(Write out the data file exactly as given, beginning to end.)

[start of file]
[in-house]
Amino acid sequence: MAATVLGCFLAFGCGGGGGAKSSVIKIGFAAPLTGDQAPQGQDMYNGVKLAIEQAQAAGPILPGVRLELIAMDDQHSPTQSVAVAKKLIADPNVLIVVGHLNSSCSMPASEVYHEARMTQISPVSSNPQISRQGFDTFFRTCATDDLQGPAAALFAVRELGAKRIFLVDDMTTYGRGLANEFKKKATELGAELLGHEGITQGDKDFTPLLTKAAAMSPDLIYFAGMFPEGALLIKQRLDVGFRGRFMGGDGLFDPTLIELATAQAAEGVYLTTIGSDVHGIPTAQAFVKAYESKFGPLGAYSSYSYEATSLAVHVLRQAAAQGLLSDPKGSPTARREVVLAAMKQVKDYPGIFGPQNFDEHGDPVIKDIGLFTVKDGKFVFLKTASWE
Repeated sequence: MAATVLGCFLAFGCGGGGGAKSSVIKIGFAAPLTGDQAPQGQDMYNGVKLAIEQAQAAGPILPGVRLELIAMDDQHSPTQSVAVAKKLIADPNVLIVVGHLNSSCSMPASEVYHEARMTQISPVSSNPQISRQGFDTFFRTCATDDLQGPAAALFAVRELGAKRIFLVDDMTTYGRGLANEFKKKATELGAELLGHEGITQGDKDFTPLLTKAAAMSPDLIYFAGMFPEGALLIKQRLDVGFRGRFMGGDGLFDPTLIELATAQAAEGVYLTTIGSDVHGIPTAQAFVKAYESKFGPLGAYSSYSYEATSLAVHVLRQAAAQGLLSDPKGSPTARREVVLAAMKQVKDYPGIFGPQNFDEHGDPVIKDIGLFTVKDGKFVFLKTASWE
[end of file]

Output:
[in-house]
Amino acid sequence: MAATVLGCFLAFGCGGGGGAKSSVIKIGFAAPLTGDQAPQGQDMYNGVKLAIEQAQAAGPILPGVRLELIAMDDQHSPTQSVAVAKKLIADPNVLIVVGHLNSSCSMPASEVYHEARMTQISPVSSNPQISRQGFDTFFRTCATDDLQGPAAALFAVRELGAKRIFLVDDMTTYGRGLANEFKKKATELGAELLGHEGITQGDKDFTPLLTKAAAMSPDLIYFAGMFPEGALLIKQRLDVGFRGRFMGGDGLFDPTLIELATAQAAEGVYLTTIGSDVHGIPTAQAFVKAYESKFGPLGAYSSYSYEATSLAVHVLRQAAAQGLLSDPKGSPTARREVVLAAMKQVKDYPGIFGPQNFDEHGDPVIKDIGLFTVKDGKFVFLKTASWE
Repeated sequence: MAATVLGCFLAFGCGGGGGAKSSVIKIGFAAPLTGDQAPQGQDMYNGVKLAIEQAQAAGPILPGVRLELIAMDDQHSPTQSVAVAKKLIADPNVLIVVGHLNSSCSMPASEVYHEARMTQISPVSSNPQISRQGFDTFFRTCATDDLQGPAAALFAVRELGAKRIFLVDDMTTYGRGLANEFKKKATELGAELLGHEGITQGDKDFTPLLTKAAAMSPDLIYFAGMFPEGALLIKQRLDVGFRGRFMGGDGLFDPTLIELATAQAAEGVYLTTIGSDVHGIPTAQAFVKAYESKFGPLGAYSSYSYEATSLAVHVLRQAAAQGLLSDPKGSPTARREVVLAAMKQVKDYPGIFGPQNFDEHGDPVIKDIGLFTVKDGKFVFLKTASWE